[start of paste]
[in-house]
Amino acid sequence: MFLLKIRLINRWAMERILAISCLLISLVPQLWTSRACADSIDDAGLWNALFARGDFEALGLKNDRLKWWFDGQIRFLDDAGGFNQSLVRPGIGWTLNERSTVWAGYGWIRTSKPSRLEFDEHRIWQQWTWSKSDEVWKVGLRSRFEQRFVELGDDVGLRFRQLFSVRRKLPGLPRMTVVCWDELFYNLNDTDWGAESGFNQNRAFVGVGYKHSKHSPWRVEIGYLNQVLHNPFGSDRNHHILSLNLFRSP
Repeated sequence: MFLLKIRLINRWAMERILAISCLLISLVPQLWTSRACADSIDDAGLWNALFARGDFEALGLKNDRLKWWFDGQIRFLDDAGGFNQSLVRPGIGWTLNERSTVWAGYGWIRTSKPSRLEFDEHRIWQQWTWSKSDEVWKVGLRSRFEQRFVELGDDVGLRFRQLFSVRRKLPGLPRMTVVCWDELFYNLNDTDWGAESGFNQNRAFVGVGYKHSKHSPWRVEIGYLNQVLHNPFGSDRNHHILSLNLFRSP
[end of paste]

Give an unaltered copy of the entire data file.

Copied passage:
[in-house]
Amino acid sequence: MFLLKIRLINRWAMERILAISCLLISLVPQLWTSRACADSIDDAGLWNALFARGDFEALGLKNDRLKWWFDGQIRFLDDAGGFNQSLVRPGIGWTLNERSTVWAGYGWIRTSKPSRLEFDEHRIWQQWTWSKSDEVWKVGLRSRFEQRFVELGDDVGLRFRQLFSVRRKLPGLPRMTVVCWDELFYNLNDTDWGAESGFNQNRAFVGVGYKHSKHSPWRVEIGYLNQVLHNPFGSDRNHHILSLNLFRSP
Repeated sequence: MFLLKIRLINRWAMERILAISCLLISLVPQLWTSRACADSIDDAGLWNALFARGDFEALGLKNDRLKWWFDGQIRFLDDAGGFNQSLVRPGIGWTLNERSTVWAGYGWIRTSKPSRLEFDEHRIWQQWTWSKSDEVWKVGLRSRFEQRFVELGDDVGLRFRQLFSVRRKLPGLPRMTVVCWDELFYNLNDTDWGAESGFNQNRAFVGVGYKHSKHSPWRVEIGYLNQVLHNPFGSDRNHHILSLNLFRSP